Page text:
I’m gonna be specific here. This isn’t gonna be about a general explanation of the spread of languages, blah blah blah. But it does deal with the spread of spoken languages to territories, whether near to or far from the country of origin.
The languages of a group move from territory to territory with its people. Spanish with Spanish-speakers to Miami, for example, English and Amerindian languages to Central America from St. Vincent, Trinidad English Creole to Canada and the US with students etc. These are some examples. More often than not, communities with native speakers of these languages are set up, and newcomers from the homeland can settle there no problem.
But what if Justin from Tennessee talks to Jessica from Port-of-Spain? Language is bound to follow them both. Yes they both speak English, but their individual Englishes are different. Can they communicate in English without using elements that only one of them could understand? Jose from Miami will prefer to speak to Tío Ángel in Spanish and speak in English to Drew. Is this right? Is this wrong? What if Drew knew Spanish fluently? What if he spoke it around Jose’s family or neighbours? Is it right or wrong? If a foreigner comes in speaking the language of the community, the response can be either negative or positive or I guess neutral, but that seems unlikely to me.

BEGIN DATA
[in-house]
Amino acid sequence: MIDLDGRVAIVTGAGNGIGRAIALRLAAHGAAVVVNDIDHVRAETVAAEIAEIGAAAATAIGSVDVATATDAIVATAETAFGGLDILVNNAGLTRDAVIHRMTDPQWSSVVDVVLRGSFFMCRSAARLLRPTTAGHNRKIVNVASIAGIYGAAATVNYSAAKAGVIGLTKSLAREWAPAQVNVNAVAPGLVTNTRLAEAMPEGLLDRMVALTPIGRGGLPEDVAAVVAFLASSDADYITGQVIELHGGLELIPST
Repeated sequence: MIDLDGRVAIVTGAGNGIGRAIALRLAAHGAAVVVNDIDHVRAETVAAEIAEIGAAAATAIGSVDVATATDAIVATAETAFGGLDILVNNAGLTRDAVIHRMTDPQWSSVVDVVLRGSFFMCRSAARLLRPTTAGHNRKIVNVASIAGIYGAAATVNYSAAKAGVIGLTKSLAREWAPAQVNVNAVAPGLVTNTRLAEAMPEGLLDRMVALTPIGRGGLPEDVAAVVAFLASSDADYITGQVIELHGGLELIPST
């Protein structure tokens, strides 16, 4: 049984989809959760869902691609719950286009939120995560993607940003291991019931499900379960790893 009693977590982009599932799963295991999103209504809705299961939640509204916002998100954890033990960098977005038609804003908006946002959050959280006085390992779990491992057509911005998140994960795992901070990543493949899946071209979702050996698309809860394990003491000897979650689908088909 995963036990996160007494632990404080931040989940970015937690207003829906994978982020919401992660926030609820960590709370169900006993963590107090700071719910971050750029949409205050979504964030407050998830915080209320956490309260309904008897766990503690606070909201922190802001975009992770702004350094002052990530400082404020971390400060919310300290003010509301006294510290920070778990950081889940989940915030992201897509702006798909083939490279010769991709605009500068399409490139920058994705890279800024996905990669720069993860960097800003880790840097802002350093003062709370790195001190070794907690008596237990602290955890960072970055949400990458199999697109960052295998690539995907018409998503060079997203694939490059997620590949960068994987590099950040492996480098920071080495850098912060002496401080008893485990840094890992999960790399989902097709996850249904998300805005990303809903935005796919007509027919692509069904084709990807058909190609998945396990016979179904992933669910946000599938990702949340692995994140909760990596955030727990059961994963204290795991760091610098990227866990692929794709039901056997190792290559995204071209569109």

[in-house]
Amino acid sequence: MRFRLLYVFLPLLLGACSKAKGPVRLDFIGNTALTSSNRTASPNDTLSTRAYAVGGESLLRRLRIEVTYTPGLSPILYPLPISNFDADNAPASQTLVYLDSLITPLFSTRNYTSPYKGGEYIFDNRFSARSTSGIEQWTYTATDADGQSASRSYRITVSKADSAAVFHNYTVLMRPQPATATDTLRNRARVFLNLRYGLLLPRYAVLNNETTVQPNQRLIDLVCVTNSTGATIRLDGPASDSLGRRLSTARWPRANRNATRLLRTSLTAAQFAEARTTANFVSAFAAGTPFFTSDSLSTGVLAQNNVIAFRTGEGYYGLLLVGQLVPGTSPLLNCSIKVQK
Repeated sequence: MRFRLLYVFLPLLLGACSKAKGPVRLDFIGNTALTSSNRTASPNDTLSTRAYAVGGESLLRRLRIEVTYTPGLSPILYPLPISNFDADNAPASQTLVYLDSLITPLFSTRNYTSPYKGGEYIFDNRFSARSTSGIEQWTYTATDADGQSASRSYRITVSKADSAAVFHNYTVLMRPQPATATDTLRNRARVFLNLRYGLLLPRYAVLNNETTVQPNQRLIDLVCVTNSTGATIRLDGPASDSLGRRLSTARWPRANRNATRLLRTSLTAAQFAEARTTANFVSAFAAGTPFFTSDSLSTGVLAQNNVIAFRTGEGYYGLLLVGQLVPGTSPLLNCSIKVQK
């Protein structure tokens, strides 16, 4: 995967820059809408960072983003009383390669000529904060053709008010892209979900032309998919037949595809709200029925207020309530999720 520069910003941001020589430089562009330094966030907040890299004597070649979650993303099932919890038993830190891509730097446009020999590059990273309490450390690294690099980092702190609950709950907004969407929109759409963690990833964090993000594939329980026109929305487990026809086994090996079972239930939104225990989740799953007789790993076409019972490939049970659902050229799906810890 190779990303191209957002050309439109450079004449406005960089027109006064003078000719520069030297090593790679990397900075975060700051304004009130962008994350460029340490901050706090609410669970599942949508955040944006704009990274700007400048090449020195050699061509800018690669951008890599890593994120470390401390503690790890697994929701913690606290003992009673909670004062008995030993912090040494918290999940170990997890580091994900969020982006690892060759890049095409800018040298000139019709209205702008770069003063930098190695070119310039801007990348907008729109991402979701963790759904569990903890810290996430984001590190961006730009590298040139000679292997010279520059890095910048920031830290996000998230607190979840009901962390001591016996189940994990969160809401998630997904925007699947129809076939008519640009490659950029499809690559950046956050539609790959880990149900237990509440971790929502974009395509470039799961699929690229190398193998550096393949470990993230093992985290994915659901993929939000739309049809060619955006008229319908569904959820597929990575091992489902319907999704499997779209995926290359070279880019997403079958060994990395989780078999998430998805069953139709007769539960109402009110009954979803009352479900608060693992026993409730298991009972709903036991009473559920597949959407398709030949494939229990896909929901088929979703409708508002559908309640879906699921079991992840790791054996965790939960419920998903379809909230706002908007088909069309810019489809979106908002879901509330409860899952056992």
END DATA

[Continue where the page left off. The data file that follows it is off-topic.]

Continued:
This is related to the article I wrote asking about the Deaf response to the Hearing using Sign language. My questions still apply.
But what about spoken languages. Should they come into contact with other spoken languages? Should they be spread, exchanged, borrowed from, adapted, or changed in any way? Or should they be confined to native speakers of that language, whether home or abroad? Is it alright for someone, who is not a native TEC speaker, to know what fast means in TEC compared to fast in US Standard English? Cuz both are different.
I feel like the answer is no, because that’s how languages survive. But still when comparing it to signed languages, and Deaf culture, where it seems, at least in the States, from what I see, that people may be reluctant to let their particular native language spread past certain [social] boundries, that the same could happen among different spoken languages and their native users.
Is this the case in native users of a given Spoken Language? Why is this the case? Or why is it not the case? What about you personally? Should you learn theirs, or should they learn yours? Or leave well enough alone?
– K. ~